Shamima Begum (pictured) wants to return to the UK to argue she was a victim of statutory rape
A counter terror expert says ISIS bride Shamima Begum is only showing remorse because she wants to come back to the UK.
The east London schoolgirl’s legal team is today launching a legal bid to reinstate her citizenship so she can return to Britain.
Her lawyers say she will argue that she was the victim of ‘statutory rape’ by her ISIS militant husband Yago Riedijk, 23.
The now 19-year-old’s lawyer Tasnime Akunjee said that Begum was married in an ‘Isis ceremony within two weeks of reaching Syria’ when she was 15-years-old.
He told the Daily Mirror: ‘Her context is as a rape victim or a statutory rape victim.’ Her legal team are set to argue that her case cannot be heard without her.
It is unclear if her legal team will attempt to take the rape allegations to the British courts if she has her citizenship reinstated, and whether she would even be able to launch proceedings in the UK because the alleged rape occurred in Syria.
Chris Phillips, counter terrorism expert told Good Morning Britain: ‘She’s not 15 now, she’s 19.
‘She had full and frank knowledge of what she was doing. She was fully committed in the murders or the group who carried out the murders.
‘She is only showing remorse as she wants to come back.
Begum’s lawyer Tasnime Akunjee (right) has argued that her husband Yago Riedijk (left) raped the teenager
‘She won’t be sentenced as there’s no evidence that she was involved so she won’t face trial.
‘She’s 15 and lived in the east end of London she knew what she was doing.’
Today, the Special Immigration Appeals Commission, a specialist court which hears challenges to decisions to remove someone’s British citizenship on national security grounds, will begin a four-day preliminary hearing in London.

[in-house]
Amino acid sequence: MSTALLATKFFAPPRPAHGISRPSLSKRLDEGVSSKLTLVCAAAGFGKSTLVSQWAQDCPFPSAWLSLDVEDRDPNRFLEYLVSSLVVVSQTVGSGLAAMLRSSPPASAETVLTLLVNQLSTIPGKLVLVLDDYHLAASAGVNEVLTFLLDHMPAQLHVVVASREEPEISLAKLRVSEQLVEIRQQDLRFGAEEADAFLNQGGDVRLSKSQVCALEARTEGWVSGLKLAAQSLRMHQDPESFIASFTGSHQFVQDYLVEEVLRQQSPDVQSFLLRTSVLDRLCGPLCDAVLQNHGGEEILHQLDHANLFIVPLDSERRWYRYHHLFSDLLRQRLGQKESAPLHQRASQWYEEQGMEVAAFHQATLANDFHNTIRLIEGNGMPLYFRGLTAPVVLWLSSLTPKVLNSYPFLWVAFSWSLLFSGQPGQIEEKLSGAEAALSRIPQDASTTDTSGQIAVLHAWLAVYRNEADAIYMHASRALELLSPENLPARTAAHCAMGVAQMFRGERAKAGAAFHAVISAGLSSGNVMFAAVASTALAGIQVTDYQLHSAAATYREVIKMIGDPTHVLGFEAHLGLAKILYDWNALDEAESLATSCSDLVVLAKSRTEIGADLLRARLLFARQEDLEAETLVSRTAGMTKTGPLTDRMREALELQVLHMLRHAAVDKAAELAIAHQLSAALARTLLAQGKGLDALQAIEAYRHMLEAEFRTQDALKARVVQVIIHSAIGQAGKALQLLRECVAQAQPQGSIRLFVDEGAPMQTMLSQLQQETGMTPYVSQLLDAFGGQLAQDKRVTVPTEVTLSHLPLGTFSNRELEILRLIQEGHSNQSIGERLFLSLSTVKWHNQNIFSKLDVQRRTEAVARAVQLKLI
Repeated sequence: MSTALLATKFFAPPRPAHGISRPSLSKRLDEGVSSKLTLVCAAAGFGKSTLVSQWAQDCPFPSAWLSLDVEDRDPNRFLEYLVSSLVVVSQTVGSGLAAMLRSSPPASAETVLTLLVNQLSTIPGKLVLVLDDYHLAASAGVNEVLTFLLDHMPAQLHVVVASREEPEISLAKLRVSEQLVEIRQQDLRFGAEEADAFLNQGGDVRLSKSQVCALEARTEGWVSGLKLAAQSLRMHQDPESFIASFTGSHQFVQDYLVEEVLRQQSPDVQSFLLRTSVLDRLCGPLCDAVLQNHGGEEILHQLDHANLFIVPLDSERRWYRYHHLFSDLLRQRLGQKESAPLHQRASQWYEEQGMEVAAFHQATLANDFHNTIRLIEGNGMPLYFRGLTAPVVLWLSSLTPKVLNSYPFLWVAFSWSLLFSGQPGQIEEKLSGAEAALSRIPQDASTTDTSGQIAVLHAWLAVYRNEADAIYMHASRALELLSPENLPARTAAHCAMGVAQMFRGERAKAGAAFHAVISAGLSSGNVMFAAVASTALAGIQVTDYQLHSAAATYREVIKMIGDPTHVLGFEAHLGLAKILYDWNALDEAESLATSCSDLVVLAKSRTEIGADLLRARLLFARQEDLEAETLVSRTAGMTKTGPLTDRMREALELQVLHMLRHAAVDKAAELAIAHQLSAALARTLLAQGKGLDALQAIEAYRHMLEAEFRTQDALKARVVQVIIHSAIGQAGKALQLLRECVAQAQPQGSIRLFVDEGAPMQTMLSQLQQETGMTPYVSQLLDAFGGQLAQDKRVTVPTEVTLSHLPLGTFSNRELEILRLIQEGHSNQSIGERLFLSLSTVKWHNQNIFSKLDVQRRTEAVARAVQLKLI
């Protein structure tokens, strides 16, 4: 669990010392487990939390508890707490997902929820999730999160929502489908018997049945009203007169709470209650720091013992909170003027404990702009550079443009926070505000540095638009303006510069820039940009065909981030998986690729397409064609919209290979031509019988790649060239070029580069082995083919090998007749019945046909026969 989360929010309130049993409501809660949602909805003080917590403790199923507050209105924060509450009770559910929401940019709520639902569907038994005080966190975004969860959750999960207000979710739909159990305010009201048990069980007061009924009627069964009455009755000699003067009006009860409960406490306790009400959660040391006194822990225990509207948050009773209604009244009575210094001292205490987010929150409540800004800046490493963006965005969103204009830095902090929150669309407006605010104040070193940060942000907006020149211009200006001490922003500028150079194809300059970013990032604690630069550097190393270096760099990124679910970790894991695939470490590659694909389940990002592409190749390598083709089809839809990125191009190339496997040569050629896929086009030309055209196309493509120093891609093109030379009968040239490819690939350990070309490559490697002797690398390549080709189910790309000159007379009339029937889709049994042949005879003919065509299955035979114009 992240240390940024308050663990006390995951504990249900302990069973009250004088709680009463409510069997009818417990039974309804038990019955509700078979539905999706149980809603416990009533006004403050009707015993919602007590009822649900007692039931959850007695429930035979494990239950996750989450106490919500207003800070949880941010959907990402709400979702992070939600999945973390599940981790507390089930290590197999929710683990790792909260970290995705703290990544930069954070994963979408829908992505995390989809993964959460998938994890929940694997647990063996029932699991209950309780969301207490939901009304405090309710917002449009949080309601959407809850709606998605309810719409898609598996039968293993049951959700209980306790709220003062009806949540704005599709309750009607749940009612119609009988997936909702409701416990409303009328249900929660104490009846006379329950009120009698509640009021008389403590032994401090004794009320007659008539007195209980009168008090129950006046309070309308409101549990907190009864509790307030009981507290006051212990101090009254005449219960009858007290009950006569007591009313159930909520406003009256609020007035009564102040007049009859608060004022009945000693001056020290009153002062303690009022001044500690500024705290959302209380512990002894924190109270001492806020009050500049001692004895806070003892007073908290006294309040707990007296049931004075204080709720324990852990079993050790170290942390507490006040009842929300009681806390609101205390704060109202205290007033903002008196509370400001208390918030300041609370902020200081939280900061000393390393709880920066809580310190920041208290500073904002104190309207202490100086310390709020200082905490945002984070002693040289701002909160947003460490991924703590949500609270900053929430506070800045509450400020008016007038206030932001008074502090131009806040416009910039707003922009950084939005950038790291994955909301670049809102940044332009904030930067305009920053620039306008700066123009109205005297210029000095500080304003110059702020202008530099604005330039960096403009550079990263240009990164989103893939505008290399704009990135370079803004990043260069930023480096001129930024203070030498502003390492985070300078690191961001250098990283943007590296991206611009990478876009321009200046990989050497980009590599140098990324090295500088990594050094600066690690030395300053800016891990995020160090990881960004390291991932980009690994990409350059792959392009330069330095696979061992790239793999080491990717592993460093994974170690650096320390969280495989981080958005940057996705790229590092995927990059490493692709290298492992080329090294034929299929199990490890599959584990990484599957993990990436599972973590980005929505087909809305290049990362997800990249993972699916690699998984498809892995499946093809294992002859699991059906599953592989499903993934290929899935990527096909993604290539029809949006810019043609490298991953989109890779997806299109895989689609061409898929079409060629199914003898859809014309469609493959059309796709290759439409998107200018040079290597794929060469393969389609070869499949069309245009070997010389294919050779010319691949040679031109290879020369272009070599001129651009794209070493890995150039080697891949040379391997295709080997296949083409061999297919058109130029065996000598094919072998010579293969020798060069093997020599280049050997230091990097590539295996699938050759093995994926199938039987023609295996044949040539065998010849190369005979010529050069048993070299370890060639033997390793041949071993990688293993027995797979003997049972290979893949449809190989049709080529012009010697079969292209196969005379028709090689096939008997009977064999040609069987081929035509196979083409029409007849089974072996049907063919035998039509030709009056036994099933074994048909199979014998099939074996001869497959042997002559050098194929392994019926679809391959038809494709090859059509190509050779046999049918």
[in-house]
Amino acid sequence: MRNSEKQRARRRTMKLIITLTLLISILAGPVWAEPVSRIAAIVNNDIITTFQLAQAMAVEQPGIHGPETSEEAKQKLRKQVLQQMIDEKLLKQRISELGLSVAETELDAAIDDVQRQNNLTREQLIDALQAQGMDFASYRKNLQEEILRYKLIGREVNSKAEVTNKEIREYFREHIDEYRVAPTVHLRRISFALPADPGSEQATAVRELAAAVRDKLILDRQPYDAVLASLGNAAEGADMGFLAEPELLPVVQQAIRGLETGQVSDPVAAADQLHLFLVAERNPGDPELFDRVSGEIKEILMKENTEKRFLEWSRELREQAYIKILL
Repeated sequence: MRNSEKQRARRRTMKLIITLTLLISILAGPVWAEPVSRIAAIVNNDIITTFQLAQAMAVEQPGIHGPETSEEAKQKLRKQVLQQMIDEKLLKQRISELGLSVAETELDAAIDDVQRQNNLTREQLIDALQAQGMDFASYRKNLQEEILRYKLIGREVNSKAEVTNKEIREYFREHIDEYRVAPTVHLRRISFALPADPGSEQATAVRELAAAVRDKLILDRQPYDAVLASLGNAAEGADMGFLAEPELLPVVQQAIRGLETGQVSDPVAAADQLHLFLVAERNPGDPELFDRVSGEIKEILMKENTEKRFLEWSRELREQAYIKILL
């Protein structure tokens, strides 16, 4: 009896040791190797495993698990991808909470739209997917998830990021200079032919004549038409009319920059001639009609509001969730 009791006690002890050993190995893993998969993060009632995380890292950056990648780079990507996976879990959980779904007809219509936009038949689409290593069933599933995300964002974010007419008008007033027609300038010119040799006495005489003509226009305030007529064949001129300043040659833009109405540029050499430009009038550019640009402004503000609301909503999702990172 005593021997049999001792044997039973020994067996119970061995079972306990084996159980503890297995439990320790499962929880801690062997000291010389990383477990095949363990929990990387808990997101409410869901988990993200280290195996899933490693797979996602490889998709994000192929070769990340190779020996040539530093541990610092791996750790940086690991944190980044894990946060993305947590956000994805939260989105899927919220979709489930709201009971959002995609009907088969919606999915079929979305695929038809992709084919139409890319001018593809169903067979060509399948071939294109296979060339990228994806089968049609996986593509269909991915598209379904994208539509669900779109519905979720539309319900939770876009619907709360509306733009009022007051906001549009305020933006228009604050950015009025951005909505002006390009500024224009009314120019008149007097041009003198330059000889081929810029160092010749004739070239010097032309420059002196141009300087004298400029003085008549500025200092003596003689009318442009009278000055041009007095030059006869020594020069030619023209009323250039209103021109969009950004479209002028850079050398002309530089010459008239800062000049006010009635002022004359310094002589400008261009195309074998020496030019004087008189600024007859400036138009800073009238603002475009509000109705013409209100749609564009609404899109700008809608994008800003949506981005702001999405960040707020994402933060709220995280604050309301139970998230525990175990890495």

Mrs Justice Elisabeth Laing is expected to deal with, among other things, whether depriving Ms Begum of her British citizenship rendered her stateless and was therefore unlawful.
Individuals appealing to SIAC usually remain anonymous, however it is understood that Ms Begum has waived her right to anonymity.
Former Met Chief Superintendent Del Dabu said that Britain has an ‘international duty to give her the chance to come back to country and brought through the criminal process.
He said: ‘We have a responsibility as she was groomed on our watch.
‘We have to take responsibility for young girl’s who were groomed and influenced on our watch.’
Begum (pictured) previously said that her mental health had been hindered by her experience
Ms Begum, then aged 15, was one of three schoolgirls – along with Kadiza Sultana and Amira Abase – from Bethnal Green Academy who left their homes and families in February 2015 to join a fourth Bethnal Green schoolgirl, Sharmeena Begum, who had left London in 2014, in Syria.
In February, Ms Begum was found by The Times, nine months pregnant, at a refugee camp, telling the paper that she would ‘do anything required just to be able to come home’.
Ms Begum said she was married 10 days after arriving in Raqqa to a Dutchman who had converted to Islam, Yago Riedijk, who she claimed was later arrested, charged with spying and tortured.